(TX)
% Utilization
(RX)
100
99.943793
99.94379347
99.943793
99.94379347
SRIO Throughput
RapidIO interface operates at a data rate of 3.125 Gbps per differential pair. Assuming a 10% packet
overhead, this equals 2.25 Gbps data throughput rate per 1x link. Both links operating simultaneously can
have at most 4.5 Gbps data in both transmit and receive directions.
The worst-case scenario occurs on two 1x RapidIO ports running at 3.125 Gbps and the payload sizes for
the packets are small (32 bytes). In this case, the peripheral needs to transfer a packet (32 bytes) once
every 14.3 ns (70 MHz packet rate). This assumes full packet rate on both links in both transmit and
receive directions.
The RapidIO peripheral has sufficient buffering to hold up to four full-size packets of 256 bytes each, or 1
KByte; the peripheral can hold up to 32 of 32B packets. Multiple transfers can be outstanding at a time to
the DMA switch fabric.
The SRIO throughput measurements from the C6474 running at a clock rate of 1 GHz and for 3.125 Gbps
link rate are captured in Table 7.
Table 7. SRIO Throughput on Silicon With 1 GHz CPU and 3.125 Gbps Link
4.5
Test Case
Source/
Destination
Data
# Packets
Transmitted
Throughput
% Utilization
SWRITE
L2
4096
1
2361.723
94.47
NWRITE
L2
4096
1
TxuRxu
L2
2048
16
SWRITE
DDR
4096
1
NWRITE
DDR
4096
1
TxuRxu
DDR
2048
16
2366.420
TX (Mbps)
2618.041
RX (Mbps)
2433.394
94.66
%TX
104.72
2351.221
94.05
2355.501
TX (Mbps)
2608.53
RX (Mbps)
2426.206
%RX
97.33
94.22
%TX
104.34
%RX
97.05
EMIF DDR2 Throughput
As long as data requests are pending from the SCR, the 333 MHz, 32-bit DDR EMIF (DDR2-667)
operates with sustained throughput at the memory data rate. For example, a 128 32-bit word linear burst
from any GEM L2 to external memory (or vice versa) should complete in approximately 64-EMIF clock
cycles (data clocked on both rising and falling edges). This assumes that the first command is pending at
the EMIF controller boundary and ignores the latency of performing the first transfer.
The SCR must meet or exceed the data rate to keep the EMIF serviced to maintain full utilization with a
32-bit DDR2-667 interface, therefore the CPU clock rate should be ≥ 1.0 GHz. Since the SCR is running
at 1/3 the CPU frequency with a 64-bit data bus width, x/3 * 64 ≥ 667 * 32 means × ≥ 1000. If running
below 1.0 GHz frequency then the EMIF data rate should be reduced, either by dropping the frequency or
the data width.
The worst case, the EMIF cycle latency occurs when running at 400 MHz (2.5 ns period). The default
burst length for all transactions through the DMA SCR is 64 bytes, or 16 external memory data-phases.
With a read burst size of 16, the EMIF must be serviced once every 20 ns (8 × 2.5 ns EMIF period - 2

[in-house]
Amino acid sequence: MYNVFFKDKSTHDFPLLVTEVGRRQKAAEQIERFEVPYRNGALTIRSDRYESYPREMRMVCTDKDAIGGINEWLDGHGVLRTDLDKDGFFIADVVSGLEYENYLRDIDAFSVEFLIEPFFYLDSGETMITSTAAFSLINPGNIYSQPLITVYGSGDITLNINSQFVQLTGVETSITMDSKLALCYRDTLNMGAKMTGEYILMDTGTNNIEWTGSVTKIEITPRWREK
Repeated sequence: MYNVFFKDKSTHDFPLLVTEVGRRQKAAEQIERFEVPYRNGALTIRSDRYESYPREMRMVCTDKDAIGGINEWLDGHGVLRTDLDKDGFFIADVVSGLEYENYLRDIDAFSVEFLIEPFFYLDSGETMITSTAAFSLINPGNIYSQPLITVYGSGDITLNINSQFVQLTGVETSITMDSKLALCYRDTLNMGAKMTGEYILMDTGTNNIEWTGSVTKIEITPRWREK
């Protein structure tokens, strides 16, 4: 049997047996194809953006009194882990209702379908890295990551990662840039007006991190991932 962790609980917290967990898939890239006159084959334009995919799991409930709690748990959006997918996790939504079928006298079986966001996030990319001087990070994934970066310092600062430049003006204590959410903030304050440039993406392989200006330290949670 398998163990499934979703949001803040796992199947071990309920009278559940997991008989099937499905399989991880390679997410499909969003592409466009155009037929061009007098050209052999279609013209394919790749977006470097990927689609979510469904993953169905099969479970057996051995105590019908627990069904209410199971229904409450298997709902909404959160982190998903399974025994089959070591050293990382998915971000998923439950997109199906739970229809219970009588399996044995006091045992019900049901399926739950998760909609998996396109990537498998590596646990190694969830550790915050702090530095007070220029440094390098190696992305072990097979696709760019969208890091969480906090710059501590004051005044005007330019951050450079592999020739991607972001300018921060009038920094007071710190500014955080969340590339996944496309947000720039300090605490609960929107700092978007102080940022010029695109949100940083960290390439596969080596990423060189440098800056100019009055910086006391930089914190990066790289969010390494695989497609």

data/cycle).
When running the EMIF at 333 MHz (3.3 ns period) the EMIF must be serviced once every 24 ns. With a
clock rate of 1 GHz (1 ns period) it must be serviced once every 24 CPU cycles.
10
TMS320C6474 Module Throughput
SPRAAW5 – October 2008
Submit Documentation Feedback
References
www.ti.com
4.6
McBSP Throughput
A minimum of 1 McBSP can support CPU/10 = 100 Mbps transfers in full duplex mode using 32-bit data
words in a McBSP interface operation. Under optimal conditions, both McBSPs are supported with CPU/8
Mbps bidirectional data transfer based on a single data word transfer per McBSP.
The worst-case scenario is where the McBSP is running full duplex at 100 MHz with 8-bit contiguous data,
both the transmitter and the receiver need to be serviced by the EDMA with 8-bit data once every 64 CPU
cycles per McBSP, per direction. McBSP silicon measurement with 8-bit data showed that it can only
achieve ≈ 30 Mbps throughput while 16-bit operation only achieved ≈ 43 Mbps; this is due to EDMA
overhead.
4.7
TCP Throughput
TCP coprocessor operates at 1/3 the CPU frequency. This allows for ≈ 17 Mbps (decoded data-rate when
the CPUs are operating at 1 GHz), assuming eight iterations for 384 kbps data channels.
McBSP silicon measurement with 8-bit data showed that it can only achieve ≈ 30 Mbps throughput while a
16-bit operation can only achieve ≈ 43 Mbps. This is due to EDMA overhead.
4.8
VCP Throughput
The VCP coprocessor operates at 1/3 the CPU frequency. This allows for ≈ 9 Mbps (decoded data-rate
when the CPUs are operating at 1 GHz), assuming 12.2 kbps adaptive multi rate (AMR) (class B&C)
channels.
4.9
I2C Throughput
The worst-case scenario is when the I2C is running at 400 kHz with 8-bit data. In this case, the device
needs to service the I2C module at a packet rate of 3.2 MHz.
5
References
•
TMS320C6474 Common Bus Architecture Throughput (SPRAAX6)
SPRAAW5 – October 2008
Submit Documentation Feedback
TMS320C6474 Module Throughput
11